|Studley (or Marge)|
Last year things didn't go well. They showed up on schedule and moved in the bassinet and took turns popping in and out, but we never heard any peeping and no one ever brought in grubs. When we were absolutely sure we wouldn't mess things up for anybody--around Christmas--Dave took a look inside and found some punctured eggs. We were very sad and hoped this year they wouldn't have moved to a better neighborhood. But they didn't. They scouted it out in March and started moving stuff in toward the end of April. By May two chickadees were definitely living in the box. One would stay in and the other would go for take-out.
Chickadee puppies should fledge and fly away about sixteen days from hatching. And this time I was going to see it, because I was spending so much time in that chair. Would they arrow through the canopy and stick their landings like mom and dad? Or blast out like plumb-bobs? Did I need to string up a net?
Now they're fast and furious. The chickadees had a flappity-flap signaling system to prevent them from banging into each other at the entrance. You first. No, you. I got a purchase on my second scene and hammered my way toward 9,000 words. The peeping inside the box began to sharpen up, genuine dees without the chicka. I anticipated fledging day on Friday the 8th of June. But that day the grubs kept coming; one of the parents was now augmenting the menu with bug-and-suet sandwiches. By twilight my novel may as well have been rolling off God's fax machine. I was up to 13,800 words, one for every grub that had been poked into that hole. And still no fledglings had come out.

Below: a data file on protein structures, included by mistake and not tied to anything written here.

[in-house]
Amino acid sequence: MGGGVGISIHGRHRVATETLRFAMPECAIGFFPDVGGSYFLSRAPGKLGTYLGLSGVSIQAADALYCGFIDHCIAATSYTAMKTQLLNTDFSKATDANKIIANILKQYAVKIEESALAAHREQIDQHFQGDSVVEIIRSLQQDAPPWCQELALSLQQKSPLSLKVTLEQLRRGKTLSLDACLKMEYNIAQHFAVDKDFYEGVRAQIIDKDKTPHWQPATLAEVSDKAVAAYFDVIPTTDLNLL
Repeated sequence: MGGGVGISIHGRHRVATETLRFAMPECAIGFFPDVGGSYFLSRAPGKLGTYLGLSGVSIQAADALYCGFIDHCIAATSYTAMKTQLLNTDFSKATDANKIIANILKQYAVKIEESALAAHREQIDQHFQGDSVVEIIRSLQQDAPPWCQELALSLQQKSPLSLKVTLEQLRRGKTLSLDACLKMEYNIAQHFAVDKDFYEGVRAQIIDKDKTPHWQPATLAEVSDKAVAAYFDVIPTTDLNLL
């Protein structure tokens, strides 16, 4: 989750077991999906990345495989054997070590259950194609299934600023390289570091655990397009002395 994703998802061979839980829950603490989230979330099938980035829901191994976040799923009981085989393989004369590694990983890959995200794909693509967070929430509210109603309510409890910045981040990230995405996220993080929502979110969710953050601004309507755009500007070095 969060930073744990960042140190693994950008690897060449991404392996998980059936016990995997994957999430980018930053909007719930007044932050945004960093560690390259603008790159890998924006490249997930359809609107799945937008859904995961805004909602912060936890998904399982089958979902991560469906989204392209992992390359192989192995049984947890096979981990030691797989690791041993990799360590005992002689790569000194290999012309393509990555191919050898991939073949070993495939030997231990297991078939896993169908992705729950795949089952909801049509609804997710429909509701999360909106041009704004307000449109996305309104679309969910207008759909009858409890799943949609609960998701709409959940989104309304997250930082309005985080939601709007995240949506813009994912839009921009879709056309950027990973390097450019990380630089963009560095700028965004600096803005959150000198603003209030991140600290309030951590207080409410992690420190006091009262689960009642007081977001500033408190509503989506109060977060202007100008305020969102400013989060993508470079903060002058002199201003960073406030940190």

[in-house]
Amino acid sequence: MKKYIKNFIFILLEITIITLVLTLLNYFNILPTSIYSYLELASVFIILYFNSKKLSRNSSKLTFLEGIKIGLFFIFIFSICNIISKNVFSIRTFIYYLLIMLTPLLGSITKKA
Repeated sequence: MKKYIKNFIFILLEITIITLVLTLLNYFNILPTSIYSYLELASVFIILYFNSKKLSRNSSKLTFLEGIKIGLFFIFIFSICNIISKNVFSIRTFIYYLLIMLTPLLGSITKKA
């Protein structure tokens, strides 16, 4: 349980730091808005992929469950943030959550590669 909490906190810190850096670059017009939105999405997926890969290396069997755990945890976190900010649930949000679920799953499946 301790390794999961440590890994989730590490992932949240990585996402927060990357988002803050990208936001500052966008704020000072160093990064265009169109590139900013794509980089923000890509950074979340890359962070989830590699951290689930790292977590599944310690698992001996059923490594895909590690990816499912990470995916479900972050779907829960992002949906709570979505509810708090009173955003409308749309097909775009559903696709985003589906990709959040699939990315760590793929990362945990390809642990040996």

I finished the first two major scenes in my novel and didn't know exactly how to approach the next part. I sat down the next day and stared out the window. The chickadees were gone. I don't know if they all flew out when I was farting around on Facebook or what. They were gone. And my screen was blank. And I thought the same exact thought you all are having right now: shit. I just wrote myself into an O. Henry story.
|Marge (or Studley)|
That, I thought, was the way a short story should be. But modern short stories aren't like that. They may turn on the last line, but it might be just a slight turn, more like a facial tic. I keep flipping the page, wondering where the rest of the story is. They peter out. That's what they do. It would be like if I wrote a blog post and it just sort of, you know, whatever.
But this may not be the end of my story, or my novel. Chickadees sometimes get enough gumption to haul in a new mattress and start a second brood. That's what I hear. So I've got my eyes peeled for Round Two. If one of my birds comes back with a glint in his eye and a furniture jones, I'm back in business.